Jump to content

B.C. Soccer refrees to be re-educated on Turbans !

Recommended Posts



B.C. soccer referees to be re-educated on turbans

Tournament officials 'misinterpreted' rules

Ethan BaronThe Province

September 6, 2005

Provincial soccer officials will notify all referees that Sikh players can wear turbans on the field, after a number of boys were prohibited from playing over the weekend.

Referees who told Langley tournament players they couldn't wear turbans may have misinterpreted B.C. Soccer Association rules, said the group's president, Victor Montagliani.

"Unfortunately, this is an issue that when you misinterpret it, it doesn't go well," Montagliani said.

"We do not have a rule that bans religious headgear."

Langley referees and tournament officials said Sunday that referees had been advised during refresher courses that a new international soccer federation rule forbids turbans on the playing field. Because the B.C. Soccer Association goes by the federation's rules, turbans were banned here, the referees were reportedly told.

Montagliani said it's unclear who was giving referees that incorrect information.

"We'll be meeting with the people that are involved over the next week or two and finding out exactly what happened," he said.

Association officials will advise the 2,000 volunteer referees, along with those who train and certify referees, that turbans are allowed, he said.

The soccer federation Laws of the Game do not prohibit turbans.

Weekend media reports on the banning of turbaned players generated a strong response yesterday from the Sikh Youth of B.C.

"This rule of banning turbans in soccer tournaments is absolutely unacceptable in our multicultural Canadian society and, furthermore, the turban is an integral part of the Sikh identity," the group said in a letter to the B.C. Soccer Association.

"We are extremely disappointed with the tournament organizers and the B.C. Soccer Association, and we will encourage all the members of our community to voice their complaint against this organization."

Once the association made it clear players can wear turbans, the Sikh community applauded.

"The decision is very good if they're going to tell all the referees," said Sohan Singh Deo, spokesman for the Ross Street Temple in Vancouver.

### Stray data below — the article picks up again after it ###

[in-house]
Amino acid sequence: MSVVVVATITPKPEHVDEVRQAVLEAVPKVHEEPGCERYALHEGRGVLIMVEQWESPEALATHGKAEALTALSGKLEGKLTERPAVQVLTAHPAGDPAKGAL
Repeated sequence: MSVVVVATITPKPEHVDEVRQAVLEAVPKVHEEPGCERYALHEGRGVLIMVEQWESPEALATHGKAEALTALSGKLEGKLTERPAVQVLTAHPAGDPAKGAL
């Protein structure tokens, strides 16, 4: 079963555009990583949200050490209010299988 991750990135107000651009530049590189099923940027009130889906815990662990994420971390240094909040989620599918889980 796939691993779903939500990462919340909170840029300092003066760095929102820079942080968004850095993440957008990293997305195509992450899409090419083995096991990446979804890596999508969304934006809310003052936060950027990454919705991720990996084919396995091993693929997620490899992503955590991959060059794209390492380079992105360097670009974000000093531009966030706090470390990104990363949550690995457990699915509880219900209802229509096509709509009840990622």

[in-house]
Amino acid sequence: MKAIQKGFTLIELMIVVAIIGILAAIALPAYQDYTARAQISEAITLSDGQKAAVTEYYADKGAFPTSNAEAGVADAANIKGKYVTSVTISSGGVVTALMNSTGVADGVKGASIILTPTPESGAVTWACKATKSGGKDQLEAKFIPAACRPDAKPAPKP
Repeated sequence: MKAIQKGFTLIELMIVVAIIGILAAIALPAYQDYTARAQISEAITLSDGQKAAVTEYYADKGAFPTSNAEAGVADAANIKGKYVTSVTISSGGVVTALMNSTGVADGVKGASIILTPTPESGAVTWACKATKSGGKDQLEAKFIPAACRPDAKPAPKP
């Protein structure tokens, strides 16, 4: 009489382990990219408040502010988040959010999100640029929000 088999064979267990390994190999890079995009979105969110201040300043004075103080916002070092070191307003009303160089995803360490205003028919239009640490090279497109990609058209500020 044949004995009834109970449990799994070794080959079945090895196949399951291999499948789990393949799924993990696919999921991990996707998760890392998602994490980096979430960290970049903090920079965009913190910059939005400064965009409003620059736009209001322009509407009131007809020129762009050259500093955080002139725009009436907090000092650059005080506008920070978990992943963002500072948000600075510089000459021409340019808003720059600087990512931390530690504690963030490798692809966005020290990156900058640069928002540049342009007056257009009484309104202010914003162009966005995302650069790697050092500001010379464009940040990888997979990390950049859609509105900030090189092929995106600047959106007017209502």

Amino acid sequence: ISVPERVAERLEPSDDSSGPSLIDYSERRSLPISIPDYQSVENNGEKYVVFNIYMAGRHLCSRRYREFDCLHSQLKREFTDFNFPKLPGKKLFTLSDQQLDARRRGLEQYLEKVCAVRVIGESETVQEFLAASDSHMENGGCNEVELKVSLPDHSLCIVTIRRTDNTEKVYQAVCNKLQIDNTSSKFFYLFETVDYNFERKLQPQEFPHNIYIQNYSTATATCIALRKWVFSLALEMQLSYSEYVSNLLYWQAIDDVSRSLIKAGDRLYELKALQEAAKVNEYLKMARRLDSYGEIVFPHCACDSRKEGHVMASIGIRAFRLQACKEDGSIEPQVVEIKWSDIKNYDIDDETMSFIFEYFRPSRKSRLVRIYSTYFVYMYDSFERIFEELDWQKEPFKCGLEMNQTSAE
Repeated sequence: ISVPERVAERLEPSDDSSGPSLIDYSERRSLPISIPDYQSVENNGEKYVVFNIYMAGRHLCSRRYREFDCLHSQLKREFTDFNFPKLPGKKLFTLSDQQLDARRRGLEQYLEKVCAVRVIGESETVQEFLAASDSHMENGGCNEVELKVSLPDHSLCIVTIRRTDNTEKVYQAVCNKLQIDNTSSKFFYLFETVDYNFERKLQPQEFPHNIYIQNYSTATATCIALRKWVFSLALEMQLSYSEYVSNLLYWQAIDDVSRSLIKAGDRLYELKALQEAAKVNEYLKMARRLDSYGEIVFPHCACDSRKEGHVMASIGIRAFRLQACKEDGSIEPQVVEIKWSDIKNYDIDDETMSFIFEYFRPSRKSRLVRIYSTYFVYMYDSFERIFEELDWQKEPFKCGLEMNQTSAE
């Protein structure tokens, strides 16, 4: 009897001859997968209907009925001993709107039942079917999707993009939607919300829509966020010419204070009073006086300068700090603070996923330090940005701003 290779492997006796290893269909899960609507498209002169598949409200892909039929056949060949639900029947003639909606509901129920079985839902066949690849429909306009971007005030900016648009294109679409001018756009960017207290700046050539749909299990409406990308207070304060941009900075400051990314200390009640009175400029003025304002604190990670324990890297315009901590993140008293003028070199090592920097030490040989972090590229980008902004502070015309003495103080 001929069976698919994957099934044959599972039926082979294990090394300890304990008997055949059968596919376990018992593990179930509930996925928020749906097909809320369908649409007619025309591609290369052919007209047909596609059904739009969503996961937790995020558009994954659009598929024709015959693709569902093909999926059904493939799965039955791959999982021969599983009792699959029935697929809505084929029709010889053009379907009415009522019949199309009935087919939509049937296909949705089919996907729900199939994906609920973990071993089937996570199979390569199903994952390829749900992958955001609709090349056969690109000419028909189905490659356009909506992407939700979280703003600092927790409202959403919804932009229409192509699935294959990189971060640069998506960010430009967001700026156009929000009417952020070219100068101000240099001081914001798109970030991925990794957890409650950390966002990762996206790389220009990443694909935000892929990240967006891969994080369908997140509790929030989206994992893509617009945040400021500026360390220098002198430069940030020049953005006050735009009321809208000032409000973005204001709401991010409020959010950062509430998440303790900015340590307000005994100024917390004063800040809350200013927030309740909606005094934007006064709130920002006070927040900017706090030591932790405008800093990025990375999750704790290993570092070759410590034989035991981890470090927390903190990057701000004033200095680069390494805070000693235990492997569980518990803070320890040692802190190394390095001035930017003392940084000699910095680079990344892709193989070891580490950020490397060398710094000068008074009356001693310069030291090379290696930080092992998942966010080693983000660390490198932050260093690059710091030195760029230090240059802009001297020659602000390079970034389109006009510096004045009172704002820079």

B.C. Soccer executive directorKeith Ryan noted that there are 101,000 registered youth players in B.C., coming from many cultures.

"We have a great relationship with the Indo-Canadian community," Ryan said.

"Our rules support the safety of players but they do not support the discrimination against players."


- - -


The Laws of the Game, according to the Federation Internationale de Football Association (FIFA), do not ban religious headgear:

"A player must not use equipment or wear anything that is dangerous to himself/herself or another player.

"Modern protective equipment such as headgear, facemasks, knee and arm protectors made of soft, lightweight, padded material are not considered to be dangerous and are therefore permitted."

© The Vancouver Province 2005

Link to comment
Share on other sites



Sikh youths deserve an apology for their soccer humiliation

The Province

Wednesday, September 07, 2005

For the past several years, Indo-Canadian youths taking part in the annual Langley Labour Day soccer tournament have worn their traditional headgear without incident.

Why then, last weekend, did officials of the B.C. Soccer Association suddenly change their minds, refusing to allow the players on the field unless they removed their turbans?

The result was an unpleasant confrontation between players and officials, leading to the cancellation of some half-a-dozen games.

The association now says it was all a mistake; that the officials involved had wrongly interpreted the rules which, in fact, place no restrictions whatever on Sikh headgear.

The assurances came too late to head off a strongly worded protest from the Sikh Youth of B.C., pointing out that the turban is "an integral part of the Sikh identity" and that any ban on it is "unacceptable in our multicultural Canadian society."

Sikh Youth later happily applauded the association's back-pedalling, but by then the story had made headlines across Canada and the damage to the tournament's image had been done.

Sikhs in Canada have fought long and hard -- all the way to the Supreme Court of Canada -- to establish their right to wear their religious symbols. It must be tiresome for them to have to fight their battles all over again. A little more sensitivity on the part of a few individuals would have spared them this fresh humiliation. The players deserve a full and unreserved apology.

© The Vancouver Province 2005

Link to comment
Share on other sites

Join the conversation

You can post now and register later. If you have an account, sign in now to post with your account.
Note: Your post will require moderator approval before it will be visible.

Reply to this topic...

×   Pasted as rich text.   Paste as plain text instead

  Only 75 emoji are allowed.

×   Your link has been automatically embedded.   Display as a link instead

×   Your previous content has been restored.   Clear editor

×   You cannot paste images directly. Upload or insert images from URL.

  • Create New...